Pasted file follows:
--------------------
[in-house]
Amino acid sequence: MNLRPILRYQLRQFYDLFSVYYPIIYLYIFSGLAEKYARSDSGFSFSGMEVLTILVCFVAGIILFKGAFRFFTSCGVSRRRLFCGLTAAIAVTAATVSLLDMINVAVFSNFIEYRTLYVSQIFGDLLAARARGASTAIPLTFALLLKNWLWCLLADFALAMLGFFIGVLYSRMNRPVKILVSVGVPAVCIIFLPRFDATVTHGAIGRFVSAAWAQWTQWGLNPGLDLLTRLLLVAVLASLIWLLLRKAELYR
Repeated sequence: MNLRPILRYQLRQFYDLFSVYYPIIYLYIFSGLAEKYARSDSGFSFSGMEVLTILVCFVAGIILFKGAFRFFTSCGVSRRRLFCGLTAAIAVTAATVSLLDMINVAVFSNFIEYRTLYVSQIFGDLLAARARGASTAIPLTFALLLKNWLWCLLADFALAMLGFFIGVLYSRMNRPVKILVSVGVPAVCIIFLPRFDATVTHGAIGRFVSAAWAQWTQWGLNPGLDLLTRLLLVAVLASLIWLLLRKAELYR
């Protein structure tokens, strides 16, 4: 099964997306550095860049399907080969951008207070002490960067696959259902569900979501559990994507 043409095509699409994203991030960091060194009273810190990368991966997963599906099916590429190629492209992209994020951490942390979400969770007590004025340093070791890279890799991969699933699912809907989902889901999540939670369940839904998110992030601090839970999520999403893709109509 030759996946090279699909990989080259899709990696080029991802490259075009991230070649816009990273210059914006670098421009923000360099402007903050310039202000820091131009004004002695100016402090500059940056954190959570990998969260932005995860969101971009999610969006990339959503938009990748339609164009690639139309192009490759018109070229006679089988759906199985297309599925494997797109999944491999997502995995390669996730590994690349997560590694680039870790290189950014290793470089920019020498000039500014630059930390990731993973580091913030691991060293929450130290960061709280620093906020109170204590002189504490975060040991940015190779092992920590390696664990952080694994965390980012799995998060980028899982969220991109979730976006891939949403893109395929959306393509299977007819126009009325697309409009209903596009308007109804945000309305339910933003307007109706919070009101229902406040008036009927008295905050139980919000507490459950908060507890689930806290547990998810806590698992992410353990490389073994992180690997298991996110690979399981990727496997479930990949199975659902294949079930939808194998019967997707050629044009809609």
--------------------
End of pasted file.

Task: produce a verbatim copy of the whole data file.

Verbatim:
[in-house]
Amino acid sequence: MNLRPILRYQLRQFYDLFSVYYPIIYLYIFSGLAEKYARSDSGFSFSGMEVLTILVCFVAGIILFKGAFRFFTSCGVSRRRLFCGLTAAIAVTAATVSLLDMINVAVFSNFIEYRTLYVSQIFGDLLAARARGASTAIPLTFALLLKNWLWCLLADFALAMLGFFIGVLYSRMNRPVKILVSVGVPAVCIIFLPRFDATVTHGAIGRFVSAAWAQWTQWGLNPGLDLLTRLLLVAVLASLIWLLLRKAELYR
Repeated sequence: MNLRPILRYQLRQFYDLFSVYYPIIYLYIFSGLAEKYARSDSGFSFSGMEVLTILVCFVAGIILFKGAFRFFTSCGVSRRRLFCGLTAAIAVTAATVSLLDMINVAVFSNFIEYRTLYVSQIFGDLLAARARGASTAIPLTFALLLKNWLWCLLADFALAMLGFFIGVLYSRMNRPVKILVSVGVPAVCIIFLPRFDATVTHGAIGRFVSAAWAQWTQWGLNPGLDLLTRLLLVAVLASLIWLLLRKAELYR
């Protein structure tokens, strides 16, 4: 099964997306550095860049399907080969951008207070002490960067696959259902569900979501559990994507 043409095509699409994203991030960091060194009273810190990368991966997963599906099916590429190629492209992209994020951490942390979400969770007590004025340093070791890279890799991969699933699912809907989902889901999540939670369940839904998110992030601090839970999520999403893709109509 030759996946090279699909990989080259899709990696080029991802490259075009991230070649816009990273210059914006670098421009923000360099402007903050310039202000820091131009004004002695100016402090500059940056954190959570990998969260932005995860969101971009999610969006990339959503938009990748339609164009690639139309192009490759018109070229006679089988759906199985297309599925494997797109999944491999997502995995390669996730590994690349997560590694680039870790290189950014290793470089920019020498000039500014630059930390990731993973580091913030691991060293929450130290960061709280620093906020109170204590002189504490975060040991940015190779092992920590390696664990952080694994965390980012799995998060980028899982969220991109979730976006891939949403893109395929959306393509299977007819126009009325697309409009209903596009308007109804945000309305339910933003307007109706919070009101229902406040008036009927008295905050139980919000507490459950908060507890689930806290547990998810806590698992992410353990490389073994992180690997298991996110690979399981990727496997479930990949199975659902294949079930939808194998019967997707050629044009809609």